Orientbell Tiles lays the ground for a turnaround

Abhishek Law Kolkata | Updated on January 07, 2021

Demand recovery continued into October-December period: Himanshu Jindal, CFO

Two years after a management rejig, Orientbell Tiles looks to get back on the growth path.

Improved demand from upcountry markets, renewed sentiments in tier-1 cities, and gaining market share from unorganised players in the post pandemic “new normal” seem to have helped the company script a turnaround.

In the quarter ending September 2020, the company, listed on the bourses, saw a 6 per cent volume growth while profitability margins improved to around 8 per cent. Post a washout in the April-June quarter, recoveries started Q2 onwards, with the trajectory sharpening in the pre-festive period.

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According to Himanshu Jindal, Chief Financial Officer, Orientbell Tiles, demand recovery continued into the October-December period. Secondary sales (from shops to customers) have improved and sales “will hold ground” in the January-to-March period. This, coupled with a low base effect in Q4FY21, will aid “top line and bottom line expansion”.

“Turnaround in tier-III and tier-IV towns has been fastest. Cities like Delhi and Mumbai began coming back on track August onwards. The trends should hold good at least for the next 8-9 months or so”, he told BusinessLine.

“Margins in the 8-10 per cent range should be decent ones,” Jindal said.

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Gaining market share

Since the Covid-induced lockdown , many small and unorganised players — who would typically play at a cost advantage and with controlled distribution chains — faced working capital and labour issues.

Morbi (Gujarat), a major manufacturing hub for ceramics and tiles, witnessed consolidation post unlocking. Moreover, demand-supply mismatch happened. Upward movement in product prices and uninterrupted supply acted to the advantage of the branded players.

This apart, demand from new markets like Indonesia, the Far East and the US increased. Previously dependent on China for supplies, the changing geo-political equations saw increased queries for Morbi players. These players got into tie-ups to ensure supplies to overseas markets.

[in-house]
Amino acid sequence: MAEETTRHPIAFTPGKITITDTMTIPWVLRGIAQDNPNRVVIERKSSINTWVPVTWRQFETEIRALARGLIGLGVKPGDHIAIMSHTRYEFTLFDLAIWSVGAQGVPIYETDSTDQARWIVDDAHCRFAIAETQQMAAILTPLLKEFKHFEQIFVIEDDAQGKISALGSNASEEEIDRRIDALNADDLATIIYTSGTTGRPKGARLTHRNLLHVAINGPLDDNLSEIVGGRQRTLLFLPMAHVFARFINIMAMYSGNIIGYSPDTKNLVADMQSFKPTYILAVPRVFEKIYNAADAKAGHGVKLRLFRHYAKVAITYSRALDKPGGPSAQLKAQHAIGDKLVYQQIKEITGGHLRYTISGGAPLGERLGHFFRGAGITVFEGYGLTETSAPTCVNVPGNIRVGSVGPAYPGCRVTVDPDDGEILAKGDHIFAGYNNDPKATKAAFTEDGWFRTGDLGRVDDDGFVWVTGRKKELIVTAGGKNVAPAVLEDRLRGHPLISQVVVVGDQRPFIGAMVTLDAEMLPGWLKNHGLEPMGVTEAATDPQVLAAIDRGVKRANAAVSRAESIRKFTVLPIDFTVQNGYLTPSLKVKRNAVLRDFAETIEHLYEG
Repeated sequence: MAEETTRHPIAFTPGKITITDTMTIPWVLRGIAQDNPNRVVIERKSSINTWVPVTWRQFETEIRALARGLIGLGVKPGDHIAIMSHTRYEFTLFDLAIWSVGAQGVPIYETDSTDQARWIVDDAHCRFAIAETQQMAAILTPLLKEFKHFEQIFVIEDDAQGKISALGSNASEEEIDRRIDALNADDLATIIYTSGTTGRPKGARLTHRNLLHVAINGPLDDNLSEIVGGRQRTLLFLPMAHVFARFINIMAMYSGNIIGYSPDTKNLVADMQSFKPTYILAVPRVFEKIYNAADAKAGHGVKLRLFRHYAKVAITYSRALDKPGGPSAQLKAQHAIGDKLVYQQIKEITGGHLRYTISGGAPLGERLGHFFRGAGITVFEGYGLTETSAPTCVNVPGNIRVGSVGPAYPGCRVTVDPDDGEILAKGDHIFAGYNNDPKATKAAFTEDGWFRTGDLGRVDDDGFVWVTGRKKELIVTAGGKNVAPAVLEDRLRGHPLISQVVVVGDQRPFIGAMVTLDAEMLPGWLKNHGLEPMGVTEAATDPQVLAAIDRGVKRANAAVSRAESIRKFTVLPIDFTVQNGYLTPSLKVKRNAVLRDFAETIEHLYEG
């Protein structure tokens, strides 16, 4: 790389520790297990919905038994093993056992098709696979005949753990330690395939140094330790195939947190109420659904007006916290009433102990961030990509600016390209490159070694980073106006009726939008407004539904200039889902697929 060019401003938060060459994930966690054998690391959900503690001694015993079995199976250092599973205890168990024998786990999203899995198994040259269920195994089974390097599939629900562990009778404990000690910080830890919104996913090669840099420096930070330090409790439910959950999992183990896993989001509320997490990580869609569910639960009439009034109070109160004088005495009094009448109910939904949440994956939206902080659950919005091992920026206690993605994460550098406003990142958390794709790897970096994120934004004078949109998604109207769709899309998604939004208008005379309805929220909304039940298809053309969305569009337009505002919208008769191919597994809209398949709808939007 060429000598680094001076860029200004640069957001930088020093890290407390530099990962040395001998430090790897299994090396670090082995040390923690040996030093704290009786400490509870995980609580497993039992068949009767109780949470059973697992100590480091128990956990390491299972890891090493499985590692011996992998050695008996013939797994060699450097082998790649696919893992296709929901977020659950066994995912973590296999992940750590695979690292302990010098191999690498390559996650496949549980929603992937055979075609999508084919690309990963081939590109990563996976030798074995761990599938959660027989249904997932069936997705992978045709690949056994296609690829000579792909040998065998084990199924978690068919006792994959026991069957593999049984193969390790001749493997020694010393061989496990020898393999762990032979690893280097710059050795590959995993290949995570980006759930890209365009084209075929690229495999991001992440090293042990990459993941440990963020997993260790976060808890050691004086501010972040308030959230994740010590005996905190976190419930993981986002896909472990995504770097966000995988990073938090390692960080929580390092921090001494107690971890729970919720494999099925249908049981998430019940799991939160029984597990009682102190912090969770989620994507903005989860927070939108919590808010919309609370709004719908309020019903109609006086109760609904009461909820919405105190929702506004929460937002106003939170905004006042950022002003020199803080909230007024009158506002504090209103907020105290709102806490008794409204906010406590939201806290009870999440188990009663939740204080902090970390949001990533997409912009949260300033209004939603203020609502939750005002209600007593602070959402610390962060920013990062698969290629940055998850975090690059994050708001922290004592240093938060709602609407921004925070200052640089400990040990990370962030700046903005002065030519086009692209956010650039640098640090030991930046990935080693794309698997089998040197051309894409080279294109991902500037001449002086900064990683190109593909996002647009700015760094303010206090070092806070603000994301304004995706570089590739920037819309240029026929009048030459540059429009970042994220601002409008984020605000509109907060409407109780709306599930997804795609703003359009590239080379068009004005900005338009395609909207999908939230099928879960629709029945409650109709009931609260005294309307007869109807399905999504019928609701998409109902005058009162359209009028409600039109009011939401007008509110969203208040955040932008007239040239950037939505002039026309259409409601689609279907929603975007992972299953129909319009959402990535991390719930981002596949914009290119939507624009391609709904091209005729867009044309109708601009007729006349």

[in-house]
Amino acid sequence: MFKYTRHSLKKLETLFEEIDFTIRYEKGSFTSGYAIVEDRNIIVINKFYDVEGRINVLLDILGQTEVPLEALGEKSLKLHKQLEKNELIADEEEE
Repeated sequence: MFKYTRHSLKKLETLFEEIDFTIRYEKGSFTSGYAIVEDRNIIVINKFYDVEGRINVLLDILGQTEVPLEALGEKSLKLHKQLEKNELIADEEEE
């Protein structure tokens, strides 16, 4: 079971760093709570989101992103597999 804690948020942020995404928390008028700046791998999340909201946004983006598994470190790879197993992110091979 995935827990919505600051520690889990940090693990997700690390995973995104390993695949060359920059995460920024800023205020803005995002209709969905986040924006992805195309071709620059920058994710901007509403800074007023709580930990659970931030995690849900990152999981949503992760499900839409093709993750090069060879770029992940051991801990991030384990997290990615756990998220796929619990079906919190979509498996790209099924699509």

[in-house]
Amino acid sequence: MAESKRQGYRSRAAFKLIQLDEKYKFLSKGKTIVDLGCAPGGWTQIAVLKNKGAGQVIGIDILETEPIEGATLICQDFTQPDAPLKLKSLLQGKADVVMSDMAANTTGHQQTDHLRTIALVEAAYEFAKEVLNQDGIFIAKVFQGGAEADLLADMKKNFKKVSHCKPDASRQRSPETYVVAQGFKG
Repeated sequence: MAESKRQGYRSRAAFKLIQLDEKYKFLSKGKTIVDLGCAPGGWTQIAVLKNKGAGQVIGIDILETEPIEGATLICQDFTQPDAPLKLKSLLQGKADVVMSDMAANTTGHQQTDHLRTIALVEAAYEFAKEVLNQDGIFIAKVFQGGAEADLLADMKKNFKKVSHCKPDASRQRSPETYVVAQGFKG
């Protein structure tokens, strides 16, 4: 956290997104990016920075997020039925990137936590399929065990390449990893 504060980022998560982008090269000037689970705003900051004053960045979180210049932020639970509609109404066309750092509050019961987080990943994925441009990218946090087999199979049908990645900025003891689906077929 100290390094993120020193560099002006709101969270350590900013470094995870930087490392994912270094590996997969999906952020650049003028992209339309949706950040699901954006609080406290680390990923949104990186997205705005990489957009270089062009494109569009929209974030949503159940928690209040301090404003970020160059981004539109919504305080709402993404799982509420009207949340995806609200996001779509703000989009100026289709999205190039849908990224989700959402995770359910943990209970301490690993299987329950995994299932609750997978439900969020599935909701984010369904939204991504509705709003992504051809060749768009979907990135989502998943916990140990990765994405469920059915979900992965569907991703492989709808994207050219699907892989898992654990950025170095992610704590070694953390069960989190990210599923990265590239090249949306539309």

“As of now we are not into exports. But, it could be a possibility if numbers start coming in. The focus on exports to new markets, by Morbi players, led to a vacuum in the supply side which branded players like us are filling in,” Jindal explained.

Management rejig

Orientbell Tiles came into being after the Kolkata-based Daga-family (which managed Orient Ceramics) acquired Bell Tiles of Bengaluru. The management rejig — that saw professionals come in and separate the management team from promoters — began in FY19.

It also led to consolidation of similar products and shape-up of the distribution network. Channels and credit periods were re-worked. The company digitised processes to remove information asymmetry. Digital tools like Quicklook (for channel partners) and Samelook (targeting architects) were introduced. Orientbell Tiles entered into manufacturing joint ventures to focus on cost efficiencies.

“For two-odd years, we streamlined processes. Capex had stopped. Net debt soared to above ₹100 crore in FY19. There was hardly any cash reserve at that time,” Jindal said, adding that at present net debt “is close to zero” and the cash situation has improved “considerably”.

Spends on advertisement and branding have increased while with the resumption of MF-2 floor plant at Sikandrabad (closed for over two years), the process of modernisation is under way.

Published on January 07, 2021

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